Many Emacs commands operate on an arbitrary contiguous part of the current buffer. You can select text in two ways:
To specify the text for a command to operate on, set the mark at one end of it, and move point to the other end. The text between point and the mark is called the region. You can move point or the mark to adjust the boundaries of the region. It doesn’t matter which one is set first chronologically, or which one comes earlier in the text.
Once the mark has been set, it remains until it is set again at another place. The mark remains fixed with respect to the preceding character if text is inserted or deleted in a buffer. Each Emacs buffer has its own mark; when you return to a buffer that had been selected previously, it has the same mark it had before.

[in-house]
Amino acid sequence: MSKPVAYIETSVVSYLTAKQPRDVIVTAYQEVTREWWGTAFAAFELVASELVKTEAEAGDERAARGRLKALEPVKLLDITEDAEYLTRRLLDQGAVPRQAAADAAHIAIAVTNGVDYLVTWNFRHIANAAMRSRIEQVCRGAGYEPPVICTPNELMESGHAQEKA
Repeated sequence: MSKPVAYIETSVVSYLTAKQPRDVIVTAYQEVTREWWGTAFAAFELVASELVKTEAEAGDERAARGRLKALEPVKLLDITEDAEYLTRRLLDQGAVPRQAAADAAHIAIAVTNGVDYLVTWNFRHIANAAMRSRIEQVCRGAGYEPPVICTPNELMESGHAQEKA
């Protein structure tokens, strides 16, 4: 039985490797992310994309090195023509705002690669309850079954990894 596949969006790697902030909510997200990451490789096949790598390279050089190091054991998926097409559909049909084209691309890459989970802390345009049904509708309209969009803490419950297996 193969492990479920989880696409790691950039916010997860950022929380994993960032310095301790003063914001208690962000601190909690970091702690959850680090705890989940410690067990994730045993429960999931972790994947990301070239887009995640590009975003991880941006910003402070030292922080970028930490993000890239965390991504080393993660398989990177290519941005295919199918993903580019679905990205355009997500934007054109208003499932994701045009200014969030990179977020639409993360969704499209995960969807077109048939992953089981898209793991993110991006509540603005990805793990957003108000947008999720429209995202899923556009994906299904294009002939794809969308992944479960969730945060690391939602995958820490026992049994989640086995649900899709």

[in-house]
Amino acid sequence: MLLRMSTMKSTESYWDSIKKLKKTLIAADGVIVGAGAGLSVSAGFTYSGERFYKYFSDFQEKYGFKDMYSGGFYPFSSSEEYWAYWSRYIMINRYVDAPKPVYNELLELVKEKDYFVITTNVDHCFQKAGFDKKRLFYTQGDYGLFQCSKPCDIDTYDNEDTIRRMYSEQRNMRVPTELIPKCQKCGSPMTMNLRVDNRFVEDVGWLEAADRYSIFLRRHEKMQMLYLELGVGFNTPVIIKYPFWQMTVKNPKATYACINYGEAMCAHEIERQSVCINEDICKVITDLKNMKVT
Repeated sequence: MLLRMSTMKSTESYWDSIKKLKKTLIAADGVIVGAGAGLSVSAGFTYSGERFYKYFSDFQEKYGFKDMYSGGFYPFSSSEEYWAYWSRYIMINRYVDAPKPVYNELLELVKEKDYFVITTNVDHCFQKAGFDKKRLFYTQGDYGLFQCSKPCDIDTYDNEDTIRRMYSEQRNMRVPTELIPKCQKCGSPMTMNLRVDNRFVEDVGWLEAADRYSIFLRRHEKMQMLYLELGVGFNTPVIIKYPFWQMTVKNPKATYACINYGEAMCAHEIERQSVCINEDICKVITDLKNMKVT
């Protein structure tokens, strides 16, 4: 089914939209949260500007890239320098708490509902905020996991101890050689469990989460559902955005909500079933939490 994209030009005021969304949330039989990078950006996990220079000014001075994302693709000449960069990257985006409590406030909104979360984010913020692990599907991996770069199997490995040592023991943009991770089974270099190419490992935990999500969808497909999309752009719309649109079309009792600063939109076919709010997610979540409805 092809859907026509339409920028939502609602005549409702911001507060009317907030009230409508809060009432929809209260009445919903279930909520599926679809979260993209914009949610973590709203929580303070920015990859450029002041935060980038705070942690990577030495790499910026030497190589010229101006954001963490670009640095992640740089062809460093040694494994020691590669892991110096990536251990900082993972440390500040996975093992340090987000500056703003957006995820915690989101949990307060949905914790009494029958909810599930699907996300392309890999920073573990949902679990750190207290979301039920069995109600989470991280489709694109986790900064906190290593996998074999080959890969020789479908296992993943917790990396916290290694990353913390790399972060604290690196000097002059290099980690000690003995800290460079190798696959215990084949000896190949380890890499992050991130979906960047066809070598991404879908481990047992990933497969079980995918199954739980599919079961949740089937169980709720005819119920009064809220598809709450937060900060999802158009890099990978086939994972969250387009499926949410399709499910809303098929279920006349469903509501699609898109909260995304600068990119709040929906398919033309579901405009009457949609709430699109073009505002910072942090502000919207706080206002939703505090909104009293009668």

Many commands that insert text, such as C-y (
M-x insert-buffer, position the mark at one end of the inserted
text—the opposite end from where point is positioned, so that the region
contains the text just inserted.
Aside from delimiting the region, the mark is useful for marking
a spot that you may want to go back to. To make this feature more useful,
Emacs remembers 16 previous locations of the mark in the
|• Setting Mark:||Commands to set the mark.|
|• Using Region:||Summary of ways to operate on contents of the region.|
|• Marking Objects:||Commands to put region around textual units.|
|• Mark Ring:||Previous mark positions saved so you can go back there.|